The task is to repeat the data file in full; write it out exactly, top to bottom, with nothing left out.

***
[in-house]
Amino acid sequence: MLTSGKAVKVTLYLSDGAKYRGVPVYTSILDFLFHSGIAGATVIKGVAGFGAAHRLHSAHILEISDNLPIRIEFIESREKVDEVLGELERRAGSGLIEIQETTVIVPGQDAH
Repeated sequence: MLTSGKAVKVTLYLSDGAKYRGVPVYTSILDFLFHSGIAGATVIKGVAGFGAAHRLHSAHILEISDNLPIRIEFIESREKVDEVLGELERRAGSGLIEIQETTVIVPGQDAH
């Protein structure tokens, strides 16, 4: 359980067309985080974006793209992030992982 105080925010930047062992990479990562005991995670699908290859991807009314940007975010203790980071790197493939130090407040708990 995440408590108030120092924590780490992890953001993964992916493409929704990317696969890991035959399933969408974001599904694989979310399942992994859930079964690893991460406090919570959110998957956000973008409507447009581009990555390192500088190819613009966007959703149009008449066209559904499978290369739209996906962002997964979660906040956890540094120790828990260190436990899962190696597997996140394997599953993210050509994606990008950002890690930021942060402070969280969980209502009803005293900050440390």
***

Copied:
[in-house]
Amino acid sequence: MLTSGKAVKVTLYLSDGAKYRGVPVYTSILDFLFHSGIAGATVIKGVAGFGAAHRLHSAHILEISDNLPIRIEFIESREKVDEVLGELERRAGSGLIEIQETTVIVPGQDAH
Repeated sequence: MLTSGKAVKVTLYLSDGAKYRGVPVYTSILDFLFHSGIAGATVIKGVAGFGAAHRLHSAHILEISDNLPIRIEFIESREKVDEVLGELERRAGSGLIEIQETTVIVPGQDAH
């Protein structure tokens, strides 16, 4: 359980067309985080974006793209992030992982 105080925010930047062992990479990562005991995670699908290859991807009314940007975010203790980071790197493939130090407040708990 995440408590108030120092924590780490992890953001993964992916493409929704990317696969890991035959399933969408974001599904694989979310399942992994859930079964690893991460406090919570959110998957956000973008409507447009581009990555390192500088190819613009966007959703149009008449066209559904499978290369739209996906962002997964979660906040956890540094120790828990260190436990899962190696597997996140394997599953993210050509994606990008950002890690930021942060402070969280969980209502009803005293900050440390």